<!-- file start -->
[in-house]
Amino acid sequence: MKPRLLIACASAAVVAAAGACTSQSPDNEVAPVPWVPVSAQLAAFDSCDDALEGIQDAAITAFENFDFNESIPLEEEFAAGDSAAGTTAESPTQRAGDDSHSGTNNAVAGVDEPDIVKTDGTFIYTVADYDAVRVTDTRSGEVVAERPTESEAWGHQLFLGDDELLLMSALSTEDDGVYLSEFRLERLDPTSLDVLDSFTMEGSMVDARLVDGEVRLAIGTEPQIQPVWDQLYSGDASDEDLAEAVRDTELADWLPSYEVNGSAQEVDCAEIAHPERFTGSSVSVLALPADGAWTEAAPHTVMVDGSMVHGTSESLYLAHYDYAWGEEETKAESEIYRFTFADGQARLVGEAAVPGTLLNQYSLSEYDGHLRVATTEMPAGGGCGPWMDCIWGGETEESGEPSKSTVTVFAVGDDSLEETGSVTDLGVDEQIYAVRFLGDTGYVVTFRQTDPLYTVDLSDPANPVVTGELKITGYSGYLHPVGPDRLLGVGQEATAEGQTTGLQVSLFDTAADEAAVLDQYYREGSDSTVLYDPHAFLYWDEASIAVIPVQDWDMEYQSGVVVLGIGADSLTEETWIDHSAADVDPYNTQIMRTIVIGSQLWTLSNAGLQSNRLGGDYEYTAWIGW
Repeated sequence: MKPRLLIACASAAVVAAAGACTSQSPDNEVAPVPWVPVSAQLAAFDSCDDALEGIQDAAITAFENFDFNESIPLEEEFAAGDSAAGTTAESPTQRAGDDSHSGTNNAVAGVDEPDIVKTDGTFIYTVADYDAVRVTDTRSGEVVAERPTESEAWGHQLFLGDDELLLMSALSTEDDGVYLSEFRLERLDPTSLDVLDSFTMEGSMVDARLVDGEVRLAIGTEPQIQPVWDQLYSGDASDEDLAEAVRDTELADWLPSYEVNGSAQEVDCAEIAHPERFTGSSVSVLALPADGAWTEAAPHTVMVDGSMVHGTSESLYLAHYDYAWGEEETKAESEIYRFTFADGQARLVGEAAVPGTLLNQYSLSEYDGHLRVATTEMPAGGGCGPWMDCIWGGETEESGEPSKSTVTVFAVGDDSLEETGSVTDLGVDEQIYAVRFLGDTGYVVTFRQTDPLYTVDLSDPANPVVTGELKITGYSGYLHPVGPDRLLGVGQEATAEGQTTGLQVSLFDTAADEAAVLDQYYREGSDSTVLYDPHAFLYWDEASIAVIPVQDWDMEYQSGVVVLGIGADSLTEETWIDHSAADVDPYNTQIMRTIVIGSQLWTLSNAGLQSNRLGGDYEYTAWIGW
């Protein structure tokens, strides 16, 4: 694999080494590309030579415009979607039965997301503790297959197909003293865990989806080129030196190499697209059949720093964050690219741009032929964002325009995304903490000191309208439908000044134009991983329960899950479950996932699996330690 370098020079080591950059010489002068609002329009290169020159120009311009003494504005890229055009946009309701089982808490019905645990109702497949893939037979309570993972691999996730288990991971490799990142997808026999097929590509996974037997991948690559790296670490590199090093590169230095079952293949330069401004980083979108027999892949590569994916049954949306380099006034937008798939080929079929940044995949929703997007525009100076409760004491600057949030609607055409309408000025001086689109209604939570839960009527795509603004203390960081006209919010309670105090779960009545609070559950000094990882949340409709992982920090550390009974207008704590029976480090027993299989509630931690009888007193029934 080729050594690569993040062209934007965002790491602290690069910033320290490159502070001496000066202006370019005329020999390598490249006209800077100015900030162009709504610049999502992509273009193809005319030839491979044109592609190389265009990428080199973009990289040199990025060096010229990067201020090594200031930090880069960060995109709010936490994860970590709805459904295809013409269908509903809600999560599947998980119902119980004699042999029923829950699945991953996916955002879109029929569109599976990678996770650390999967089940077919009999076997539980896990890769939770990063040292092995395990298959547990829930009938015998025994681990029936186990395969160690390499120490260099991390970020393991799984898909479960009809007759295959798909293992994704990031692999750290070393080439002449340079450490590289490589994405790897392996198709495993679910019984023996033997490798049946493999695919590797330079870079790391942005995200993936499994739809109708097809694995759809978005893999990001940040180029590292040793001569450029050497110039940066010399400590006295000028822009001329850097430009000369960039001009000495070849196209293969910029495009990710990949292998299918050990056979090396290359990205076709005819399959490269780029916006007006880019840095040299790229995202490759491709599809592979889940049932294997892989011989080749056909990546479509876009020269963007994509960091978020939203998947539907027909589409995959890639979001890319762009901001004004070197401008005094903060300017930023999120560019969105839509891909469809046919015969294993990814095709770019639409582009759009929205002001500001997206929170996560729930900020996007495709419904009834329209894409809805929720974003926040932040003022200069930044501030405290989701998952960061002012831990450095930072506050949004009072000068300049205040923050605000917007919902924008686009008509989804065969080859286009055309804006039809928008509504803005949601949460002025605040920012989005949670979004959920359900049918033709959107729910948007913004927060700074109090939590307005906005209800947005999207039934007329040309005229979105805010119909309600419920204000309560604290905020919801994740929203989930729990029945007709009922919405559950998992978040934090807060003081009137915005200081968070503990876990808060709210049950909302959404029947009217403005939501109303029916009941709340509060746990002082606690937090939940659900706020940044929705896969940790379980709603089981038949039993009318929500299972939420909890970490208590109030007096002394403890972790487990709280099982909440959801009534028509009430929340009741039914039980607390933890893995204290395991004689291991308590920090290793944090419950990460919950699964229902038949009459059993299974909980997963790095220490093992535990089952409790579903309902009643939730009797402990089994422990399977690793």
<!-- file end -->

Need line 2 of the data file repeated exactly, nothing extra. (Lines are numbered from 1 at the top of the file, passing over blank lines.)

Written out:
Amino acid sequence: MKPRLLIACASAAVVAAAGACTSQSPDNEVAPVPWVPVSAQLAAFDSCDDALEGIQDAAITAFENFDFNESIPLEEEFAAGDSAAGTTAESPTQRAGDDSHSGTNNAVAGVDEPDIVKTDGTFIYTVADYDAVRVTDTRSGEVVAERPTESEAWGHQLFLGDDELLLMSALSTEDDGVYLSEFRLERLDPTSLDVLDSFTMEGSMVDARLVDGEVRLAIGTEPQIQPVWDQLYSGDASDEDLAEAVRDTELADWLPSYEVNGSAQEVDCAEIAHPERFTGSSVSVLALPADGAWTEAAPHTVMVDGSMVHGTSESLYLAHYDYAWGEEETKAESEIYRFTFADGQARLVGEAAVPGTLLNQYSLSEYDGHLRVATTEMPAGGGCGPWMDCIWGGETEESGEPSKSTVTVFAVGDDSLEETGSVTDLGVDEQIYAVRFLGDTGYVVTFRQTDPLYTVDLSDPANPVVTGELKITGYSGYLHPVGPDRLLGVGQEATAEGQTTGLQVSLFDTAADEAAVLDQYYREGSDSTVLYDPHAFLYWDEASIAVIPVQDWDMEYQSGVVVLGIGADSLTEETWIDHSAADVDPYNTQIMRTIVIGSQLWTLSNAGLQSNRLGGDYEYTAWIGW